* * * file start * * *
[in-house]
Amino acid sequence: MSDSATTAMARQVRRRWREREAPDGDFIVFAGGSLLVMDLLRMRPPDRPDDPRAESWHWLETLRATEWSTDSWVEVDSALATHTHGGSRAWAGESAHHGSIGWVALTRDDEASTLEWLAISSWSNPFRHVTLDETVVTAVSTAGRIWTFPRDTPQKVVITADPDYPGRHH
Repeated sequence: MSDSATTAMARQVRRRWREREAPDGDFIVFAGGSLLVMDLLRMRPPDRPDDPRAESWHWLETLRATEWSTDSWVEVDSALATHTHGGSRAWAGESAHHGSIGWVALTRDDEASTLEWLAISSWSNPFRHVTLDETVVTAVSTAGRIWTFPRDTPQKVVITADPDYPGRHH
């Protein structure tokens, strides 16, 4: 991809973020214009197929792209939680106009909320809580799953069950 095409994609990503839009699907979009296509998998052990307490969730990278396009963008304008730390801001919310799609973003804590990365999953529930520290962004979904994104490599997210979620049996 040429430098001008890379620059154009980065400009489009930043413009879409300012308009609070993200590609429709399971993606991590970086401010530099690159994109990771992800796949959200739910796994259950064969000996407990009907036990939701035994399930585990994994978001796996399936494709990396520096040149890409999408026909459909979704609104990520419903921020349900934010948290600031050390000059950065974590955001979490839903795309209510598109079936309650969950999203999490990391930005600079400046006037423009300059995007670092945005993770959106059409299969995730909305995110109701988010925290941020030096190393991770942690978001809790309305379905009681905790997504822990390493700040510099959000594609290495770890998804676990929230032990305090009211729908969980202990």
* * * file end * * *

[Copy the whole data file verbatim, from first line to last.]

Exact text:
[in-house]
Amino acid sequence: MSDSATTAMARQVRRRWREREAPDGDFIVFAGGSLLVMDLLRMRPPDRPDDPRAESWHWLETLRATEWSTDSWVEVDSALATHTHGGSRAWAGESAHHGSIGWVALTRDDEASTLEWLAISSWSNPFRHVTLDETVVTAVSTAGRIWTFPRDTPQKVVITADPDYPGRHH
Repeated sequence: MSDSATTAMARQVRRRWREREAPDGDFIVFAGGSLLVMDLLRMRPPDRPDDPRAESWHWLETLRATEWSTDSWVEVDSALATHTHGGSRAWAGESAHHGSIGWVALTRDDEASTLEWLAISSWSNPFRHVTLDETVVTAVSTAGRIWTFPRDTPQKVVITADPDYPGRHH
């Protein structure tokens, strides 16, 4: 991809973020214009197929792209939680106009909320809580799953069950 095409994609990503839009699907979009296509998998052990307490969730990278396009963008304008730390801001919310799609973003804590990365999953529930520290962004979904994104490599997210979620049996 040429430098001008890379620059154009980065400009489009930043413009879409300012308009609070993200590609429709399971993606991590970086401010530099690159994109990771992800796949959200739910796994259950064969000996407990009907036990939701035994399930585990994994978001796996399936494709990396520096040149890409999408026909459909979704609104990520419903921020349900934010948290600031050390000059950065974590955001979490839903795309209510598109079936309650969950999203999490990391930005600079400046006037423009300059995007670092945005993770959106059409299969995730909305995110109701988010925290941020030096190393991770942690978001809790309305379905009681905790997504822990390493700040510099959000594609290495770890998804676990929230032990305090009211729908969980202990």